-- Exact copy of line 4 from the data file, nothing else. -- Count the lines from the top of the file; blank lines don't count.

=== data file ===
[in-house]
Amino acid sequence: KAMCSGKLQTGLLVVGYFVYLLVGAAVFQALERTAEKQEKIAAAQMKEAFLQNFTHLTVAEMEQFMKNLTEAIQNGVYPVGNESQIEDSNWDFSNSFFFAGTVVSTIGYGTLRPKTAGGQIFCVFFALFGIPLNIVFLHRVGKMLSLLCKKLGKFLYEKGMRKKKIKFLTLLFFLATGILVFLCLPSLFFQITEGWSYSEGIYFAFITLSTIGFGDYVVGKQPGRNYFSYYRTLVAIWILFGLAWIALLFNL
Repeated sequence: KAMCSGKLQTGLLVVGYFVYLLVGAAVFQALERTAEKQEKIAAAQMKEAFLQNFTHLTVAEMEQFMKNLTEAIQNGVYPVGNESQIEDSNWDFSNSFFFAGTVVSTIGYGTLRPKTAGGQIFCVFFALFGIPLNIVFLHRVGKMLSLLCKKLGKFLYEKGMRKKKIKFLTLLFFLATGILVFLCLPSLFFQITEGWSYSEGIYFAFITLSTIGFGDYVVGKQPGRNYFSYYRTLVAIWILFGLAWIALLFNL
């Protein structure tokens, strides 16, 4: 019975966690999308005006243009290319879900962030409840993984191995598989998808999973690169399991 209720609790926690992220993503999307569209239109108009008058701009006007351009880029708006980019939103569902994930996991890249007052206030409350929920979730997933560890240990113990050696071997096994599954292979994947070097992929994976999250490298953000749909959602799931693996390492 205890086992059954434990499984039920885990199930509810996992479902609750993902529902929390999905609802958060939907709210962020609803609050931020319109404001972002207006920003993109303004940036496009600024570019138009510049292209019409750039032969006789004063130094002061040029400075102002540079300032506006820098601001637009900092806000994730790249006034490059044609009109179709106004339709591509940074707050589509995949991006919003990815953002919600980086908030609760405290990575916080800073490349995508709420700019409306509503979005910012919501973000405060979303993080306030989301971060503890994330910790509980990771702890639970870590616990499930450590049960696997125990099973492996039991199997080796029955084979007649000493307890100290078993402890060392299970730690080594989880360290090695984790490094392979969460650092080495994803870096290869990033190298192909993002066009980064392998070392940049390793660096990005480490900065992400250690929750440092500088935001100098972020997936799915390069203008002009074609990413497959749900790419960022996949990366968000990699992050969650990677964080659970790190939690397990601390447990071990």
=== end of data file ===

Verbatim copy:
């Protein structure tokens, strides 16, 4: 019975966690999308005006243009290319879900962030409840993984191995598989998808999973690169399991 209720609790926690992220993503999307569209239109108009008058701009006007351009880029708006980019939103569902994930996991890249007052206030409350929920979730997933560890240990113990050696071997096994599954292979994947070097992929994976999250490298953000749909959602799931693996390492 205890086992059954434990499984039920885990199930509810996992479902609750993902529902929390999905609802958060939907709210962020609803609050931020319109404001972002207006920003993109303004940036496009600024570019138009510049292209019409750039032969006789004063130094002061040029400075102002540079300032506006820098601001637009900092806000994730790249006034490059044609009109179709106004339709591509940074707050589509995949991006919003990815953002919600980086908030609760405290990575916080800073490349995508709420700019409306509503979005910012919501973000405060979303993080306030989301971060503890994330910790509980990771702890639970870590616990499930450590049960696997125990099973492996039991199997080796029955084979007649000493307890100290078993402890060392299970730690080594989880360290090695984790490094392979969460650092080495994803870096290869990033190298192909993002066009980064392998070392940049390793660096990005480490900065992400250690929750440092500088935001100098972020997936799915390069203008002009074609990413497959749900790419960022996949990366968000990699992050969650990677964080659970790190939690397990601390447990071990």